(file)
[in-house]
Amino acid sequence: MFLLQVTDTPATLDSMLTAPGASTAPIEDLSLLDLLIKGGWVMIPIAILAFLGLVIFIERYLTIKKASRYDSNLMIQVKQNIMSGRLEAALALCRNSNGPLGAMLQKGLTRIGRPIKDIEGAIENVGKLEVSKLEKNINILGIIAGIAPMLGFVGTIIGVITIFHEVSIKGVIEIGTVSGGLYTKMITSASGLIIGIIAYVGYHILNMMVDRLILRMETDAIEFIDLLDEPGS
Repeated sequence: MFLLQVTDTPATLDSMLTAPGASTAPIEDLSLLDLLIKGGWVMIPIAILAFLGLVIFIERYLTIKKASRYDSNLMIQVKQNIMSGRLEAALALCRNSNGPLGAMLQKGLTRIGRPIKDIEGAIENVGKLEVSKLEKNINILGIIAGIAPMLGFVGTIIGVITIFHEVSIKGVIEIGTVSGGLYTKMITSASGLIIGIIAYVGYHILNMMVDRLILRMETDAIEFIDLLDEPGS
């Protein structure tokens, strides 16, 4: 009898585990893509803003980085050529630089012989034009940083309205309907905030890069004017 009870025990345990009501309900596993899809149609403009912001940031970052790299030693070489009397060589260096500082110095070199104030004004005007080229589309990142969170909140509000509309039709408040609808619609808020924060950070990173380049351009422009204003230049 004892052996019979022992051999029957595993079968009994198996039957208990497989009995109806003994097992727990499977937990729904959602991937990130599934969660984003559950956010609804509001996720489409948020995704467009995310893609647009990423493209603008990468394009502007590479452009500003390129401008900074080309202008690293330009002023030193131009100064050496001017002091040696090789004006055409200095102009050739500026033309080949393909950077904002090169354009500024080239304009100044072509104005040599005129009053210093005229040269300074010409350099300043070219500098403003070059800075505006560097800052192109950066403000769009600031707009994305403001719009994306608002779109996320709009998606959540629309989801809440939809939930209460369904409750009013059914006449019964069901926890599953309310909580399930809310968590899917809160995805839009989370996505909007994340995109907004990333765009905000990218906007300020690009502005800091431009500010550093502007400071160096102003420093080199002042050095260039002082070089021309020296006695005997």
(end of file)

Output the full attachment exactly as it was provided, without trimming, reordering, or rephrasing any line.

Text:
[in-house]
Amino acid sequence: MFLLQVTDTPATLDSMLTAPGASTAPIEDLSLLDLLIKGGWVMIPIAILAFLGLVIFIERYLTIKKASRYDSNLMIQVKQNIMSGRLEAALALCRNSNGPLGAMLQKGLTRIGRPIKDIEGAIENVGKLEVSKLEKNINILGIIAGIAPMLGFVGTIIGVITIFHEVSIKGVIEIGTVSGGLYTKMITSASGLIIGIIAYVGYHILNMMVDRLILRMETDAIEFIDLLDEPGS
Repeated sequence: MFLLQVTDTPATLDSMLTAPGASTAPIEDLSLLDLLIKGGWVMIPIAILAFLGLVIFIERYLTIKKASRYDSNLMIQVKQNIMSGRLEAALALCRNSNGPLGAMLQKGLTRIGRPIKDIEGAIENVGKLEVSKLEKNINILGIIAGIAPMLGFVGTIIGVITIFHEVSIKGVIEIGTVSGGLYTKMITSASGLIIGIIAYVGYHILNMMVDRLILRMETDAIEFIDLLDEPGS
């Protein structure tokens, strides 16, 4: 009898585990893509803003980085050529630089012989034009940083309205309907905030890069004017 009870025990345990009501309900596993899809149609403009912001940031970052790299030693070489009397060589260096500082110095070199104030004004005007080229589309990142969170909140509000509309039709408040609808619609808020924060950070990173380049351009422009204003230049 004892052996019979022992051999029957595993079968009994198996039957208990497989009995109806003994097992727990499977937990729904959602991937990130599934969660984003559950956010609804509001996720489409948020995704467009995310893609647009990423493209603008990468394009502007590479452009500003390129401008900074080309202008690293330009002023030193131009100064050496001017002091040696090789004006055409200095102009050739500026033309080949393909950077904002090169354009500024080239304009100044072509104005040599005129009053210093005229040269300074010409350099300043070219500098403003070059800075505006560097800052192109950066403000769009600031707009994305403001719009994306608002779109996320709009998606959540629309989801809440939809939930209460369904409750009013059914006449019964069901926890599953309310909580399930809310968590899917809160995805839009989370996505909007994340995109907004990333765009905000990218906007300020690009502005800091431009500010550093502007400071160096102003420093080199002042050095260039002082070089021309020296006695005997």